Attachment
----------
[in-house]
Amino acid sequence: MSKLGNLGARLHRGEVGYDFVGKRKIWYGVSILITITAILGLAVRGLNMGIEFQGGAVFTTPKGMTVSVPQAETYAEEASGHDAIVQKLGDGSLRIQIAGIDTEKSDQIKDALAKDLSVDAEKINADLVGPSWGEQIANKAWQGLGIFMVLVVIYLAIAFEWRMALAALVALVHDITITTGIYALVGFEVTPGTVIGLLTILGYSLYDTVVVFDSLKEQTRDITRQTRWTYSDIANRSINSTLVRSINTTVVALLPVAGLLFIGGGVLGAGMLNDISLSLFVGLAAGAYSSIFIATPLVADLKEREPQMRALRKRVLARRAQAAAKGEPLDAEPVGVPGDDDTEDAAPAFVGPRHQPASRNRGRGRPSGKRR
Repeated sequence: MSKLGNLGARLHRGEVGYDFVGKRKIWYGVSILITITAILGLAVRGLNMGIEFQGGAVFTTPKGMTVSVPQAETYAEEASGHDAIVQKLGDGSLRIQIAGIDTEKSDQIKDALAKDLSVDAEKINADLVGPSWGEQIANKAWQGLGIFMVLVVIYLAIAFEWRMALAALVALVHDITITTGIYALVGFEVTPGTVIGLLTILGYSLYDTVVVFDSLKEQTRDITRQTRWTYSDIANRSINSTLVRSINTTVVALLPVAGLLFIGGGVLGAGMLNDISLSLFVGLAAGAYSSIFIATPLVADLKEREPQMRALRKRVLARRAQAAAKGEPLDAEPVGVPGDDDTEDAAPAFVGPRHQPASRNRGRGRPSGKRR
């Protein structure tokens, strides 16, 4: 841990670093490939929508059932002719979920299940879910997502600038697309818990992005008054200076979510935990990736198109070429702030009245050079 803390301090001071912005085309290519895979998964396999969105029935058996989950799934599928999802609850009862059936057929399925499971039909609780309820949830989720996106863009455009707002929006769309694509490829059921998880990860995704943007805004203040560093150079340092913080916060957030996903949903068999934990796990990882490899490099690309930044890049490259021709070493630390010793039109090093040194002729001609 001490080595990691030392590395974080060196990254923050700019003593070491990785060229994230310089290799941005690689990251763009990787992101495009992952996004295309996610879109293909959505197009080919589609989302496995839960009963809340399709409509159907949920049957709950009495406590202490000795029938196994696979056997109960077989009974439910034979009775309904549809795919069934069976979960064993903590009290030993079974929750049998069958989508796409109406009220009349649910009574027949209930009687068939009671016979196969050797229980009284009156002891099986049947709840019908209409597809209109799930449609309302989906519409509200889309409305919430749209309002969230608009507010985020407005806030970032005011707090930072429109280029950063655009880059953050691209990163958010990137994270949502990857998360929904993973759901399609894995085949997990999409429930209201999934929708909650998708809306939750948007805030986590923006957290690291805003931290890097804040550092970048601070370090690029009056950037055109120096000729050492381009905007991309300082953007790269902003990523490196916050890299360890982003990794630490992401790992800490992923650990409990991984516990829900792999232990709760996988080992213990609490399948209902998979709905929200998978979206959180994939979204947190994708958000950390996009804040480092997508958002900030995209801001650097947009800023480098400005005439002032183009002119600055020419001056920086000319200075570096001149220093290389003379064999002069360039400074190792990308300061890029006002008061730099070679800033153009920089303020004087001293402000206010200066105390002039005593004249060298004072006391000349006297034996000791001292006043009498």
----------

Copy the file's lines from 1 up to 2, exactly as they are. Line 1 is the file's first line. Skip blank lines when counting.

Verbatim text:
[in-house]
Amino acid sequence: MSKLGNLGARLHRGEVGYDFVGKRKIWYGVSILITITAILGLAVRGLNMGIEFQGGAVFTTPKGMTVSVPQAETYAEEASGHDAIVQKLGDGSLRIQIAGIDTEKSDQIKDALAKDLSVDAEKINADLVGPSWGEQIANKAWQGLGIFMVLVVIYLAIAFEWRMALAALVALVHDITITTGIYALVGFEVTPGTVIGLLTILGYSLYDTVVVFDSLKEQTRDITRQTRWTYSDIANRSINSTLVRSINTTVVALLPVAGLLFIGGGVLGAGMLNDISLSLFVGLAAGAYSSIFIATPLVADLKEREPQMRALRKRVLARRAQAAAKGEPLDAEPVGVPGDDDTEDAAPAFVGPRHQPASRNRGRGRPSGKRR